In addi-tion to describ-ing Mud-flat Dream-ing as “a beau-ti-ful book,” com-mend-ing the author on her abil-i-ty to draw out the emo-tion-al real-ism of that time, Plan-ta praised Wal-ton for “evok-ing nos-tal-gia, even the pain of nos-tal-gia some-times that one feels towards a place that is famil-iar to them.”  Plan-ta described the book in his intro-duc-tion to their chat as “[o]ne of the more fas-ci-nat-ing books out now”.

Have a lis-ten at the entire inter-view here.

The Geor-gia Straight recent-ly pub-lished an excerpt of the book on their web-site which has been gar-ner-ing a lot of atten-tion from those curi-ous at see-ing Van-cou-ver in 1970 as it relates to this country’s ongo-ing hous-ing cri-sis in the present.

And one more nod came with a men-tion in the Talk of the Town sec-tion of the Van-cou-ver Sun about her recent launch. It’s quite impres-sive how long the author had been work-ing on the book pri-or to pub-li-ca-tion and we can’t wait to see what 2019 brings Jean and Mud-flat Dream-ing when she returns for more events.

From the Gare centrale to the Pacific Central: Toots on the shortlist for Vancouver and QWF prizes

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Cana-di-an pub-lish-ing is not known for its chore-og-ra-phy. How-ev-er, fes-ti-vals and launch-es do often try their best to not step on each other’s toes dur-ing the fren-zy of each sea-son. So Erin Moure’s recent pres-ence in bi-coastal short-lists for region-al awards seems overt-ly quixot-ic. As pre-vi-ous-ly report-ed on these pages, Moure’s 2017 non fic-tion book Sit-ting Shi-va on Minto Avenue, by Toots got a QWF nom-i-na-tion. And we got all excit-ed about that.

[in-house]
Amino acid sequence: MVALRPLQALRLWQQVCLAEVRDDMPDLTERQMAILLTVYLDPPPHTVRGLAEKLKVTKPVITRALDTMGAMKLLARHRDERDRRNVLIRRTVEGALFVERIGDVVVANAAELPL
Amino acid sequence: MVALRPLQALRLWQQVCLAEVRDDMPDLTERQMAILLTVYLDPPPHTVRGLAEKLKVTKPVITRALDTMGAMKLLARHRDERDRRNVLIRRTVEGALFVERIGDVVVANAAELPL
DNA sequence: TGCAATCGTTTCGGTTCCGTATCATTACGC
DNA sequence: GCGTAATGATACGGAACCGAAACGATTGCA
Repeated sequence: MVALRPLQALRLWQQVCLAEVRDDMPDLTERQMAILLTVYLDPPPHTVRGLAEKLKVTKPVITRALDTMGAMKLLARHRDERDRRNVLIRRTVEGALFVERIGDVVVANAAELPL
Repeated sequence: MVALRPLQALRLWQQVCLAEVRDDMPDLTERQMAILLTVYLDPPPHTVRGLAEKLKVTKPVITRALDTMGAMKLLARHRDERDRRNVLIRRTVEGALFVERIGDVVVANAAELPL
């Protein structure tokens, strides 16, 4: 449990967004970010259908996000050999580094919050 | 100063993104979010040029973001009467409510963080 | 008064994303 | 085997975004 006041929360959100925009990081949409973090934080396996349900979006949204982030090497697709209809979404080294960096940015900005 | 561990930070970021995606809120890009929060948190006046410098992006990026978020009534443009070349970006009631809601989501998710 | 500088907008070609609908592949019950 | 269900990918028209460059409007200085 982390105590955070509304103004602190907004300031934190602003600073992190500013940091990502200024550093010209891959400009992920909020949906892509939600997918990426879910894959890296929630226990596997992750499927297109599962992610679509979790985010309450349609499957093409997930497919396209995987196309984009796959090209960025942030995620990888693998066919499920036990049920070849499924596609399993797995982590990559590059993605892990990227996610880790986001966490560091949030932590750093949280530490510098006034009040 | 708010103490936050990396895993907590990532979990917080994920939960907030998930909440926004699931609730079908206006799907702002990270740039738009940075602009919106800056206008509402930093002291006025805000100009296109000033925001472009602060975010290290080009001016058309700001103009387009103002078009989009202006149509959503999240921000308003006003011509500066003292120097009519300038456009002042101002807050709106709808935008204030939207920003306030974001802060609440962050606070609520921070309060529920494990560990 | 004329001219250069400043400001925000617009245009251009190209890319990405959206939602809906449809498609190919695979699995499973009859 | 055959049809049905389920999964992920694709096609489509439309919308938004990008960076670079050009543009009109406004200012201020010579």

Well, fast-for-ward less than a month and it’s hap-pened again. This time, here in British Colum-bia of all places! We feel torn in excite-ment in two direc-tions, and the author her-self couldn’t be more pleased.

Sit-ting Shi-va is the sto-ry of a man with-out pub-lic record, or at least, by today’s “Google Search” stan-dards, a civic phan-tom. Moure, the acclaimed award-win-ning poet and trans-la-tor, a ver-i-fied Can-Lit icon, only slight-ly demys-ti-fies the almost Holy act of cre-at-ing this book in but a week.

The text was cleaned up some, copy-edit-ed, some new-ly remem-bered things were added, and I added the research his-to-ry at the end. It turns out — I should have known but I didn’t till lat-er — that the mem-o-ries of a lit-tle man actu-al-ly hold the his-to-ry of cities, Van-cou-ver and Mon-tre-al, and of peo-ples, and of colo-nial-ism and its gen-er-a-tional trau-mas, and of a class of peo-ple that always got the short end of the stick in every-thing but that still had dreams and loves and joys and per-cep-tions and striv-ings and appre-ci-a-tion for life and respect for oth-ers. I learned so much from that lit-tle man.”

It’s a note-wor-thy occur-rence, we think, for a BC pub-lish-er to have book by a Mon-tre-al author (who lived 11 years in Van-cou-ver from 1974–1985) to get nom-i-nat-ed in both cities of the book’s ori-gin. Moure is appre-cia-tive of the recog-ni-tion. She’s clear-ly proud. To use a worn out word from the cur-rent zeit-geist, the hap-pen-stance of Toots sto-ry becom-ing a full-fledged and now dou-ble-award nom-i-nat-ed book seems almost ran-dom — slight-ly larg-er than a mere writ-ing exer-cise one morn-ing. Moure only slight-ly dwells on the books ori-gin and rather pri-vate ini-tial recep-tion. “Peo-ple who have since read that book say they learn some-thing about why I am the way I am too from that book. They see it. Maybe the book thinks like my brain does.”